Had a quick read through the Blücher rule set by Sam Mustafa. As most of my readers know I like Maurice very much, and although at the core it is a very different set, Blücher seems just as good.
But the most important thing about it is that while it was written for larger scale Napoeonic engagements, the underlying mechanisms make it equally good to play pitched battles in the 17th century. Instead of larger formations, one unit or card would represent one regiment or smaller brigade. The characteristics aid in building armies that reflect their historical counterparts.
Below is a Swedish regiment of foot, fancied after the cards shown in the book - I'm cloning a bunch of other units as well. This makes it easy to carry whole armies in a very small space. I'm going to print them on some thicker matte paper, with national colours on the back and put them into card sleeves and I'm good to go.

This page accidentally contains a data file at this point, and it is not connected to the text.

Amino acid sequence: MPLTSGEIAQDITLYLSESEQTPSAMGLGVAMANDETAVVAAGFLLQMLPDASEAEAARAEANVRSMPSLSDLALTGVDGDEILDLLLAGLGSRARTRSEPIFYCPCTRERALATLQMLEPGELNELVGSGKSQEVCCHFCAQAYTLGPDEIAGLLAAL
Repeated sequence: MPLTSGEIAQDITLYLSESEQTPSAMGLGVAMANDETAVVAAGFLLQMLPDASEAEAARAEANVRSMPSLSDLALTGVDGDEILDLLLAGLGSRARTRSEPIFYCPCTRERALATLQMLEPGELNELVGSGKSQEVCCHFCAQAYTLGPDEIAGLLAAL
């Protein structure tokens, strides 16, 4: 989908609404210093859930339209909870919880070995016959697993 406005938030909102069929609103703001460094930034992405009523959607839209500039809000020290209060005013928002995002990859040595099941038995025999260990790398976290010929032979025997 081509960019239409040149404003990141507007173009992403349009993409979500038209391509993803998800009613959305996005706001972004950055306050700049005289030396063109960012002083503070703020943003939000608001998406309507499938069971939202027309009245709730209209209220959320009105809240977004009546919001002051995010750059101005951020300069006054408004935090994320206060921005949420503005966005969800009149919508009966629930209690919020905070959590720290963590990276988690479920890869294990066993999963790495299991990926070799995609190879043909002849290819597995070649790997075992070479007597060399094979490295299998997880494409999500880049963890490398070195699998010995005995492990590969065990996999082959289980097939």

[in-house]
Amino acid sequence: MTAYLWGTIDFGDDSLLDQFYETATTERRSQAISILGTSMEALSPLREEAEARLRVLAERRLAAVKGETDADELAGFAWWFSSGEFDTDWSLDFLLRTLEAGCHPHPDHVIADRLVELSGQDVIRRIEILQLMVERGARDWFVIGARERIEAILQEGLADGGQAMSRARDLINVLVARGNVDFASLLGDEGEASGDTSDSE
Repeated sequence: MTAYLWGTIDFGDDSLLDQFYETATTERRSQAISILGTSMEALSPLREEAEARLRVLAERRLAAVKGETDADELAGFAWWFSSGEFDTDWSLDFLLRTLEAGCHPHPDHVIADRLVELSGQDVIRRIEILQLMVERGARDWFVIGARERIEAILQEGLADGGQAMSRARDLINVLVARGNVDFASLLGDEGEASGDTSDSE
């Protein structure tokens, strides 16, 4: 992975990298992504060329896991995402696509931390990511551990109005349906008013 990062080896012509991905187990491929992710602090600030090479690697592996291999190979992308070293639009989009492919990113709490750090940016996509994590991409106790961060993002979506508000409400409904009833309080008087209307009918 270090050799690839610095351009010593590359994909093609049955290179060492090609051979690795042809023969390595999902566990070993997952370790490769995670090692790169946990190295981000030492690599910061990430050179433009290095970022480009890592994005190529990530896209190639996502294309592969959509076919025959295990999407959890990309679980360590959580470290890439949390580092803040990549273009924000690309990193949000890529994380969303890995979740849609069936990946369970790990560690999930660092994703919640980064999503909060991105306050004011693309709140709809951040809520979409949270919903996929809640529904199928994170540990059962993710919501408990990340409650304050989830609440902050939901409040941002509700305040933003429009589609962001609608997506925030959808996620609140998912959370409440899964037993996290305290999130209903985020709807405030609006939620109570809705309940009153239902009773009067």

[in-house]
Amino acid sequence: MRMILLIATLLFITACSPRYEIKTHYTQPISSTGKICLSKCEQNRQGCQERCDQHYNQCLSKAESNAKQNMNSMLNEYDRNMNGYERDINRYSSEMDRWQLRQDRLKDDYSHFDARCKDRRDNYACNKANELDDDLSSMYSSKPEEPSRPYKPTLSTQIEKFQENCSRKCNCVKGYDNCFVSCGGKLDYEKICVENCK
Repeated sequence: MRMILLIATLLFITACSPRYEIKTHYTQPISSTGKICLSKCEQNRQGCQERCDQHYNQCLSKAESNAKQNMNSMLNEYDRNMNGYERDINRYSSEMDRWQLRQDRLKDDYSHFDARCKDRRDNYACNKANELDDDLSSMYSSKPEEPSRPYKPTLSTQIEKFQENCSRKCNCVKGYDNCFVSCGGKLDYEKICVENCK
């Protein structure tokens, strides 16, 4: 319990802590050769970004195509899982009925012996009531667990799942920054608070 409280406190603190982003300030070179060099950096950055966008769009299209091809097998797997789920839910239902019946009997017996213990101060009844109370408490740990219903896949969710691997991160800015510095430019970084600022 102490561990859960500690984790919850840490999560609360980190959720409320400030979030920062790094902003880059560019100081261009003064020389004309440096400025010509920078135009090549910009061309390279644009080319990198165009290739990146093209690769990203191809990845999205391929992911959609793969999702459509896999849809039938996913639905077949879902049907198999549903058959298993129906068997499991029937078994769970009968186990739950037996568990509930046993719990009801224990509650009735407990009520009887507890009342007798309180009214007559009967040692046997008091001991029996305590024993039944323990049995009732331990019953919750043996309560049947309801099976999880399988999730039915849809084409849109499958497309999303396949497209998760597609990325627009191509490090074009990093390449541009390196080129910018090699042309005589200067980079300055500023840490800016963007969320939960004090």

A 'corps' and unit ID can be written on top along with an indicator that the unit is prepared (although, I imagine, a fancy marker would improve the looks).
For some change, a Swedish foot unit for example has artillery attached while a Spanish old tercio is more agile and can shoot and move in the same turn. In fact, the simple and elegant system allows for basically any period to be played where pitched battles took place.
And I believe I can just halve Lasalle units (those I painted and those I will) to create Napoleonic units for Blücher.